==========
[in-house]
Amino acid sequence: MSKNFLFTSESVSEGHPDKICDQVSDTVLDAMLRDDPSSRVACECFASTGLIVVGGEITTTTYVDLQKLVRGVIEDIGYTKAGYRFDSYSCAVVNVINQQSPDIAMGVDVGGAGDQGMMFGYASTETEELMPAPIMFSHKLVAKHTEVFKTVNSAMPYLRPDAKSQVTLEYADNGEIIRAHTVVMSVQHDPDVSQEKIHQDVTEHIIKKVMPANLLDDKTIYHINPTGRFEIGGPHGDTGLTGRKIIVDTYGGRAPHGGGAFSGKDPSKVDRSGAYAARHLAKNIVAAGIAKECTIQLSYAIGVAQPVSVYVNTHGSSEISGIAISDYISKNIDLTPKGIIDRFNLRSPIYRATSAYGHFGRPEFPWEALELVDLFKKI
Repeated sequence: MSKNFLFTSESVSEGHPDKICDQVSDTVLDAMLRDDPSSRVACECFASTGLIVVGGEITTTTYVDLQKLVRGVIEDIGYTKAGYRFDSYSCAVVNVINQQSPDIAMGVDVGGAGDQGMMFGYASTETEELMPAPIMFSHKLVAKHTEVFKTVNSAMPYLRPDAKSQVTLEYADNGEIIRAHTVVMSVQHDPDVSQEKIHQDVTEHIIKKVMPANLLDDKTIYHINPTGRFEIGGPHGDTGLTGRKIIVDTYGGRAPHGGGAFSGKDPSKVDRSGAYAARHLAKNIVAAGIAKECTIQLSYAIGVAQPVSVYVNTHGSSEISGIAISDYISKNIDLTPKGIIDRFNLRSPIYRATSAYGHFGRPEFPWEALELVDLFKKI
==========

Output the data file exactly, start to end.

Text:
[in-house]
Amino acid sequence: MSKNFLFTSESVSEGHPDKICDQVSDTVLDAMLRDDPSSRVACECFASTGLIVVGGEITTTTYVDLQKLVRGVIEDIGYTKAGYRFDSYSCAVVNVINQQSPDIAMGVDVGGAGDQGMMFGYASTETEELMPAPIMFSHKLVAKHTEVFKTVNSAMPYLRPDAKSQVTLEYADNGEIIRAHTVVMSVQHDPDVSQEKIHQDVTEHIIKKVMPANLLDDKTIYHINPTGRFEIGGPHGDTGLTGRKIIVDTYGGRAPHGGGAFSGKDPSKVDRSGAYAARHLAKNIVAAGIAKECTIQLSYAIGVAQPVSVYVNTHGSSEISGIAISDYISKNIDLTPKGIIDRFNLRSPIYRATSAYGHFGRPEFPWEALELVDLFKKI
Repeated sequence: MSKNFLFTSESVSEGHPDKICDQVSDTVLDAMLRDDPSSRVACECFASTGLIVVGGEITTTTYVDLQKLVRGVIEDIGYTKAGYRFDSYSCAVVNVINQQSPDIAMGVDVGGAGDQGMMFGYASTETEELMPAPIMFSHKLVAKHTEVFKTVNSAMPYLRPDAKSQVTLEYADNGEIIRAHTVVMSVQHDPDVSQEKIHQDVTEHIIKKVMPANLLDDKTIYHINPTGRFEIGGPHGDTGLTGRKIIVDTYGGRAPHGGGAFSGKDPSKVDRSGAYAARHLAKNIVAAGIAKECTIQLSYAIGVAQPVSVYVNTHGSSEISGIAISDYISKNIDLTPKGIIDRFNLRSPIYRATSAYGHFGRPEFPWEALELVDLFKKI